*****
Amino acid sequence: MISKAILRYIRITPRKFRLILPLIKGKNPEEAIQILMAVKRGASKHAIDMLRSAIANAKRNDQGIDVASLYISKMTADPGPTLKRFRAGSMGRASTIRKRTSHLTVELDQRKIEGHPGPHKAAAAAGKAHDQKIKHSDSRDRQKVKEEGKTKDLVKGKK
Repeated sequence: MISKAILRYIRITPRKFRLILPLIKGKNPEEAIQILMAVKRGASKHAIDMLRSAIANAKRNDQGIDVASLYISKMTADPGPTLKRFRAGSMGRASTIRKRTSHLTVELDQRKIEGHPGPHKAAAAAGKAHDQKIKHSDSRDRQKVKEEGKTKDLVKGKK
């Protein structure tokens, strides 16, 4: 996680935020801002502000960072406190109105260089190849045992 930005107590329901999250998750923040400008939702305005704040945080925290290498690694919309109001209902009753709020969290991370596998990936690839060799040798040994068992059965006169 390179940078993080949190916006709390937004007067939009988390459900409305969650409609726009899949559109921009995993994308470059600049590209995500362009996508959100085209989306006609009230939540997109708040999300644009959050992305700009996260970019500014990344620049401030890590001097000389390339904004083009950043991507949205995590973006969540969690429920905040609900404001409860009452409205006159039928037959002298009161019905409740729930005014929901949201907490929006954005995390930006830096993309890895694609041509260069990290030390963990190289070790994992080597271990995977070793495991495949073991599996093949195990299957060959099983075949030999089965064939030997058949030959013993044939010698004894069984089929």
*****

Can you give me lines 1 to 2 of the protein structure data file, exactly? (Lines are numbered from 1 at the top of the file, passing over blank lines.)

Amino acid sequence: MISKAILRYIRITPRKFRLILPLIKGKNPEEAIQILMAVKRGASKHAIDMLRSAIANAKRNDQGIDVASLYISKMTADPGPTLKRFRAGSMGRASTIRKRTSHLTVELDQRKIEGHPGPHKAAAAAGKAHDQKIKHSDSRDRQKVKEEGKTKDLVKGKK
Repeated sequence: MISKAILRYIRITPRKFRLILPLIKGKNPEEAIQILMAVKRGASKHAIDMLRSAIANAKRNDQGIDVASLYISKMTADPGPTLKRFRAGSMGRASTIRKRTSHLTVELDQRKIEGHPGPHKAAAAAGKAHDQKIKHSDSRDRQKVKEEGKTKDLVKGKK